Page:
Of course we know it as Lego. Founded in 1932 they have become the most recognisable toy in history with estimated production of over 400 billion pieces to date.
What lego has produced or certainly “moulded” are inquisitive minds, minds that appreciate that imagination and work leads to a novel outcome. There can be few humans on the planet who have not played with Lego and every single one of them will have created a unique design.
This fluidity in the human mind and spirit is what underpins the recent Lego movie. Whether you have kids or not, whether they are aged 5-10 or not, go and see it. It is a masterpiece in human spirit in its own right with a story rich in mature meaning and cameos from more familiar stories from the ages. It’s also very funny. My son’s favourite bit is the Lego Batman saying “I only work in black… And sometimes very, very dark grey”.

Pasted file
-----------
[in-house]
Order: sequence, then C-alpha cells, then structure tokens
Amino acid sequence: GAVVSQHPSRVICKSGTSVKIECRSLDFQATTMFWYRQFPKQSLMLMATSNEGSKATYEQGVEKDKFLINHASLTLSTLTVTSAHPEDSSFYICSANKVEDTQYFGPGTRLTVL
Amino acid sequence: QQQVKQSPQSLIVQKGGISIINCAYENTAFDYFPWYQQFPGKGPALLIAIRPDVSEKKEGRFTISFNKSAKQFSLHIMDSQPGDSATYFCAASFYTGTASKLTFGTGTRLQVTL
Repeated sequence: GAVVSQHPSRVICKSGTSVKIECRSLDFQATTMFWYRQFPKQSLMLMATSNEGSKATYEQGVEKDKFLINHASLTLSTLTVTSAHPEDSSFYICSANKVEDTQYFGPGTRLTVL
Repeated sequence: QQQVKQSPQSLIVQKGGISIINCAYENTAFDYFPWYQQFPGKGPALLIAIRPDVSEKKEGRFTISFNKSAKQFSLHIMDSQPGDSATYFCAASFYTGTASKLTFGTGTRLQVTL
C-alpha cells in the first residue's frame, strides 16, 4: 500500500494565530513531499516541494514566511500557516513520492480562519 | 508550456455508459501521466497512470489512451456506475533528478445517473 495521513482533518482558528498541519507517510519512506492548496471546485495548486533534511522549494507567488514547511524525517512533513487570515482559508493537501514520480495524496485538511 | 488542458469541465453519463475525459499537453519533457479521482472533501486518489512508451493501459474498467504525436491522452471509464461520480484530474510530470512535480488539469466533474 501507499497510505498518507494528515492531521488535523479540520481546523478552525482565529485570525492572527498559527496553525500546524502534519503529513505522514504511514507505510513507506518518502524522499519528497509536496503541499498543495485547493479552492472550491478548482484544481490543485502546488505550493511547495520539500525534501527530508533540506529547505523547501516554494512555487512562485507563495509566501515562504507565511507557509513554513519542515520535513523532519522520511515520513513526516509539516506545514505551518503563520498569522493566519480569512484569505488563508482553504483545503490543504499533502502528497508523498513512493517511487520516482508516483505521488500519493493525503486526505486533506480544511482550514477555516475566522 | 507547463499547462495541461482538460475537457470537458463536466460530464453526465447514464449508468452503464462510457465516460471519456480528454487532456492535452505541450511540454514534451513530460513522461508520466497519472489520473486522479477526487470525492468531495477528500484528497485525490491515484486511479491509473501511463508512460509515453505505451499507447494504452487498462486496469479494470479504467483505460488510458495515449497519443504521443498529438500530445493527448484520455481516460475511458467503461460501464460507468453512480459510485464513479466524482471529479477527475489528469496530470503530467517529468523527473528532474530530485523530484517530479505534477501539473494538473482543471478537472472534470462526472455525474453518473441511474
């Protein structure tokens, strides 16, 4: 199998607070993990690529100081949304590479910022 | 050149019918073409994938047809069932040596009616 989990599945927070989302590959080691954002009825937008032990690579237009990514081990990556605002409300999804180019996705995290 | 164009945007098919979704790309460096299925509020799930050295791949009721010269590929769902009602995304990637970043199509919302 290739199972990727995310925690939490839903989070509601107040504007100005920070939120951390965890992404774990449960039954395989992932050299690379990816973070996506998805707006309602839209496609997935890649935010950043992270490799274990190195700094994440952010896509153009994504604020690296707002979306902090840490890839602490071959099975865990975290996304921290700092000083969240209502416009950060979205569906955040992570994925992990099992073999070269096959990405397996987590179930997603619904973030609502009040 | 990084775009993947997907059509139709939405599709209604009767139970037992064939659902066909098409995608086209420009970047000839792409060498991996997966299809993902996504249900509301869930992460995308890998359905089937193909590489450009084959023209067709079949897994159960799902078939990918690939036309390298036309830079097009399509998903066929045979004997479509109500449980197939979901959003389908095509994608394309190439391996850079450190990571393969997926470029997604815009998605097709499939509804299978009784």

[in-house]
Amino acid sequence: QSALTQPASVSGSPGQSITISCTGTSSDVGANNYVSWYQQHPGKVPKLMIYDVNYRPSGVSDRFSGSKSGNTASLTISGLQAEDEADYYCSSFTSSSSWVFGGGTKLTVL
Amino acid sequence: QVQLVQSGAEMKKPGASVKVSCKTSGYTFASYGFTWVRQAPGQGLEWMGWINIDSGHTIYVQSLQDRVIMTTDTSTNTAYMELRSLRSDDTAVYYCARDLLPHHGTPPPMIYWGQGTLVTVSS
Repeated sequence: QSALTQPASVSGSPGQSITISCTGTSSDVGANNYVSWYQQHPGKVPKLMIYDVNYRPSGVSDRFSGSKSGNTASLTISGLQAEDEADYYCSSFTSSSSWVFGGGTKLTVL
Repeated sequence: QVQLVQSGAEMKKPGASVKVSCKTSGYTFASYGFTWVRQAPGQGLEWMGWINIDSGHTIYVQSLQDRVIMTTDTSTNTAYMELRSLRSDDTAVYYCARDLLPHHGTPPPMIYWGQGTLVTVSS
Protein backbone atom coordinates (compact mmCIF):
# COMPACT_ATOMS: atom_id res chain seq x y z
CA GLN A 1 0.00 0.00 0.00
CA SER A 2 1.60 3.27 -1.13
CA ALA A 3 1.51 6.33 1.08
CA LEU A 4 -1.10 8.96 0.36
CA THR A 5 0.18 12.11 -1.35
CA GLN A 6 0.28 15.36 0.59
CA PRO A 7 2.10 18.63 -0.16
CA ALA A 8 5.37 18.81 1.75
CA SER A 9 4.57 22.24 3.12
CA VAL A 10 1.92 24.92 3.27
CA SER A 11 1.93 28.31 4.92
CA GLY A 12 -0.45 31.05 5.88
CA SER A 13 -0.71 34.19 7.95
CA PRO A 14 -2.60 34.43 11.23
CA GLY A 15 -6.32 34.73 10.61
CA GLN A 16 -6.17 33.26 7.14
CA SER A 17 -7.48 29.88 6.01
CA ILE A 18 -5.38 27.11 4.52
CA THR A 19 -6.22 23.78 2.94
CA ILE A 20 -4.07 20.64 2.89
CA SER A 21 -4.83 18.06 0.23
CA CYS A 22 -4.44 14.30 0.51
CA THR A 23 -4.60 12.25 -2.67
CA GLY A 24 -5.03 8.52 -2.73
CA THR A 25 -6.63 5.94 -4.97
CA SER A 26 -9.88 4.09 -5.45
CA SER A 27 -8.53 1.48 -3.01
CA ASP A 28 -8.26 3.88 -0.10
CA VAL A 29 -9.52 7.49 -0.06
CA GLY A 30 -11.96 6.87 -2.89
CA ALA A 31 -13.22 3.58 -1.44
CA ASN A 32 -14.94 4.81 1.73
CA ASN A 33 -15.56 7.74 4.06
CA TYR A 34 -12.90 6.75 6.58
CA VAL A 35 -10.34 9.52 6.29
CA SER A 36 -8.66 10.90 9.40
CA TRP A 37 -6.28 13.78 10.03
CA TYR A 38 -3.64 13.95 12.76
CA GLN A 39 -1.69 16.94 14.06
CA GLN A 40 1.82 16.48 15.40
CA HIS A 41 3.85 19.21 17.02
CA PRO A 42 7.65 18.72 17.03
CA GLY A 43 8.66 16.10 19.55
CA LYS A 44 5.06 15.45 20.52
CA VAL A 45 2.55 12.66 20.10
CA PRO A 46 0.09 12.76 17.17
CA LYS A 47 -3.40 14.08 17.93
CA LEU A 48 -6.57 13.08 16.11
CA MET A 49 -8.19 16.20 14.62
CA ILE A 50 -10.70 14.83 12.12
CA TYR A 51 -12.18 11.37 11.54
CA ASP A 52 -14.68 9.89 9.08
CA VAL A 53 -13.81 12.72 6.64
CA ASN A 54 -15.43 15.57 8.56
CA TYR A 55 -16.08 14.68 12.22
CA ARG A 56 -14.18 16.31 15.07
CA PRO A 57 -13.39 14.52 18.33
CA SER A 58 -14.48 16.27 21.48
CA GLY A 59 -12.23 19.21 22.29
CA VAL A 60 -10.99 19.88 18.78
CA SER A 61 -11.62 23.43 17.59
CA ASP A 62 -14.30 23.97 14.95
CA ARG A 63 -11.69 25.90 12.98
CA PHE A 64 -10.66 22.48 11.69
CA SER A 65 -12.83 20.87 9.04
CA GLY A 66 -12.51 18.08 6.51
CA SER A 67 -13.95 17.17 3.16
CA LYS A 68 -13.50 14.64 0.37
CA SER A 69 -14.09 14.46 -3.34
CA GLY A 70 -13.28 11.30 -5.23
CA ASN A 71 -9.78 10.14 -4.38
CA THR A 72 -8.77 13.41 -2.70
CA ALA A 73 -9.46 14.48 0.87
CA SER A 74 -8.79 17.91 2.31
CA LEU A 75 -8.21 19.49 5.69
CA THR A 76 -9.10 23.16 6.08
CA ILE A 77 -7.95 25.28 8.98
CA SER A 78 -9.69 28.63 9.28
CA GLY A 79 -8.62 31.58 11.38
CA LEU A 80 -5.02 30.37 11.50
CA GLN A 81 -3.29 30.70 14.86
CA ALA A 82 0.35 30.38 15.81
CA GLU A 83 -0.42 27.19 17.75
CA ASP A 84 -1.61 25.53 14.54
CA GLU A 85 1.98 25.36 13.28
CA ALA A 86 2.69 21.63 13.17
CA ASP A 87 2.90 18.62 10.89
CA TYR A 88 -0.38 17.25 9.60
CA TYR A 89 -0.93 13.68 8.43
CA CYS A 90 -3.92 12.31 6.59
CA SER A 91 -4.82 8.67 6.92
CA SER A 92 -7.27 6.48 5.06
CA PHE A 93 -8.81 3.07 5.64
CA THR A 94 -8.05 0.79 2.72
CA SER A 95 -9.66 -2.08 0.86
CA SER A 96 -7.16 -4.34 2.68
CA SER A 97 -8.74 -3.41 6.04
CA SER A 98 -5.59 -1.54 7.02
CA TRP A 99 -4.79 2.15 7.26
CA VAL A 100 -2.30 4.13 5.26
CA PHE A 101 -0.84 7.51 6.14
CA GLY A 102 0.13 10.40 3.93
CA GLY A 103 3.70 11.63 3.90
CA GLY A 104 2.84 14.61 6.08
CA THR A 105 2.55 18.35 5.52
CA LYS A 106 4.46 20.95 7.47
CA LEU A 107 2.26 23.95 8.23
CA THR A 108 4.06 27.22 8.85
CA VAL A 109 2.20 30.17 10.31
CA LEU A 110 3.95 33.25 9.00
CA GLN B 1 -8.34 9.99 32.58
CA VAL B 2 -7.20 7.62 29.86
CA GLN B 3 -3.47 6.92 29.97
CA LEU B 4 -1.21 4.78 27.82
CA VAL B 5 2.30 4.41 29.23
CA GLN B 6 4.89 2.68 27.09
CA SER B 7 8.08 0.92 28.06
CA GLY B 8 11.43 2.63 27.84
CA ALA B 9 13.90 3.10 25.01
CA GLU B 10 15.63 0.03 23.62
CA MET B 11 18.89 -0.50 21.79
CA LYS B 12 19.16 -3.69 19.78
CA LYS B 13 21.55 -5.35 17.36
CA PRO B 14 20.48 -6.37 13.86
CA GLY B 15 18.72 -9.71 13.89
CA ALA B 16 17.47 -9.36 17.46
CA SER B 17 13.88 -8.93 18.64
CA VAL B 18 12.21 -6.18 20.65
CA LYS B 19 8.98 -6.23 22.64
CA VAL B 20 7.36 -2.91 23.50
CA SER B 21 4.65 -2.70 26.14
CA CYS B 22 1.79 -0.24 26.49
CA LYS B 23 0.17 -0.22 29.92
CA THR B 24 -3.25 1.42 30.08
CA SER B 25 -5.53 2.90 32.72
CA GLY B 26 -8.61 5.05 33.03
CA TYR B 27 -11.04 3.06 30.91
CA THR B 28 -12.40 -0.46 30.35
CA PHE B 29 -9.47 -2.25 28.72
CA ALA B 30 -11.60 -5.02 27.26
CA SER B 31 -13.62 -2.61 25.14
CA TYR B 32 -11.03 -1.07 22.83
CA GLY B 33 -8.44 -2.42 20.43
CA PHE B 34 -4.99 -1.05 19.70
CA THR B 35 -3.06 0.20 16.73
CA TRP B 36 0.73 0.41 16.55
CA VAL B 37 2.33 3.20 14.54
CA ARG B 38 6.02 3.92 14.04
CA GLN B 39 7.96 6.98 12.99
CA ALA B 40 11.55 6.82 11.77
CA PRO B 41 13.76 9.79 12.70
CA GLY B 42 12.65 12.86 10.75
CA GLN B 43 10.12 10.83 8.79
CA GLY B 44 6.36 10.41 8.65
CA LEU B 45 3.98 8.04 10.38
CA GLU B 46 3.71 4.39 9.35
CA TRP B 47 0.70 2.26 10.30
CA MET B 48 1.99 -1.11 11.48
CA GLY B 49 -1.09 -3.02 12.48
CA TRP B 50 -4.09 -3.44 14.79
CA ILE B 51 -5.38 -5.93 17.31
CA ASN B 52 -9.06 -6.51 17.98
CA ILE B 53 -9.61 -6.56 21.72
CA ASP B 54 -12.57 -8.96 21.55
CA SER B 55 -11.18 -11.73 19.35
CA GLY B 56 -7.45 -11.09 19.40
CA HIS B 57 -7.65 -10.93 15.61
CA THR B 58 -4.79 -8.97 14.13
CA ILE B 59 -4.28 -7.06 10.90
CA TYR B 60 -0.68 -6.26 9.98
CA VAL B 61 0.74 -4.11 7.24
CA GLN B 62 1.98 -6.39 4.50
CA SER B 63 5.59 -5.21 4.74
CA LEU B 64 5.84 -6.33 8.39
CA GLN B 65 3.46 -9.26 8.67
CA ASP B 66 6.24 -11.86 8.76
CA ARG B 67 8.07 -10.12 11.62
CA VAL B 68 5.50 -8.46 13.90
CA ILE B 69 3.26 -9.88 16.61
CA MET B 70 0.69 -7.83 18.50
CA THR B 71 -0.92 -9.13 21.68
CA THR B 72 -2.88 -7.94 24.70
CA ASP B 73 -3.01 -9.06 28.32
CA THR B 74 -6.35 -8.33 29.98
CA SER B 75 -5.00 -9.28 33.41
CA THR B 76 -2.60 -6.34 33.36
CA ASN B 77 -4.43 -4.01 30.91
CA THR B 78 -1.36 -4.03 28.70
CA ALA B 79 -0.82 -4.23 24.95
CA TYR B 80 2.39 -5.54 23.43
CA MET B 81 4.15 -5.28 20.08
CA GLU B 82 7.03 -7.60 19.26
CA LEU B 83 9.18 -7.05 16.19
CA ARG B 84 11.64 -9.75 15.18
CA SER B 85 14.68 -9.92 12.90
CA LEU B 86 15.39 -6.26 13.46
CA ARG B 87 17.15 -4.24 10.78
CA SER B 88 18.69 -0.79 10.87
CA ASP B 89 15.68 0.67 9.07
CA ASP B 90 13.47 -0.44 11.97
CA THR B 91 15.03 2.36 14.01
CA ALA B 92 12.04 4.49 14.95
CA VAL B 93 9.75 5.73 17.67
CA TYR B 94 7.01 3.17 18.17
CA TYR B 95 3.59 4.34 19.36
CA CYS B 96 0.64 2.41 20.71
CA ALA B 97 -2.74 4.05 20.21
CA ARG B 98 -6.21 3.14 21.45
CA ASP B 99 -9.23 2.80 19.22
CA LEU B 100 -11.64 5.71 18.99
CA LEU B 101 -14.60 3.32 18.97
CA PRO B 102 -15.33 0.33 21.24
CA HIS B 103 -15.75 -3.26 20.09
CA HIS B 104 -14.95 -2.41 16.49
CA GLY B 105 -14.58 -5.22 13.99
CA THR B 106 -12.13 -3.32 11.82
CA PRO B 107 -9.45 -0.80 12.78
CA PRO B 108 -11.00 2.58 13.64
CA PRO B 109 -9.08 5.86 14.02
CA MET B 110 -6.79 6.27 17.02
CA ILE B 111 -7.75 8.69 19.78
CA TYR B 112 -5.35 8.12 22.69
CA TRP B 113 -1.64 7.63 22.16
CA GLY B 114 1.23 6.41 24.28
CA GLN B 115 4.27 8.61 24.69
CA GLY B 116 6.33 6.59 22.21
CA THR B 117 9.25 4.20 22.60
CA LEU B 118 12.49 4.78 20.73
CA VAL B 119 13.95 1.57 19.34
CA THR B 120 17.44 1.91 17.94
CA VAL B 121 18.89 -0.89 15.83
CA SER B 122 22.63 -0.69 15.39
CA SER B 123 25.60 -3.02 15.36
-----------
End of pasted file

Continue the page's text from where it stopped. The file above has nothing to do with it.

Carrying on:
Star Renewable Energy's Dave Pearson's series of posts continue his thoughts on district with a musical theme
So, we’ve whistled Waterloo, chortled at Father Ted, flopped around with Hugh Grant’s fringe and marvelled at Captain Caveman and the Teen Angels, but does it not all come down to those rogues Liam and Noel?
Where to start? Well in a very practical sense, anyone that picks up the gauntlet of progressing the way we do things has to be Standing on the Shoulders of Giants. Whether that is such luminaries as Lord Kelvin or even just personal family such as grandfather, father and brother.
Lord Kelvin was most definitely ahead of his time. Sure some of his calculations were a bit optimistic, predicting COPs of 35 was a bit far-fetched when in reality we are unlikely to exceed 8 and even 3 is a tough gig when working with non-optimsed buildings. Never Forget (oops wrong band) that we are trying to heat a building to 21°C. Using water at 82°C is just lazy.
Dave Pearson, from Star Renewable Energy, in his series of posts on district heating, considers the economics of heat pump systems.
So we don't need fire like a caveman, they come in BIG as well as small sizes (but big is better) and sources of heat are all around. But, why would anyone want to use a big heat pump? They cost ten times what gas boilers do. They aren’t as compact and the fuel doesn't just squirt out of a small pipe.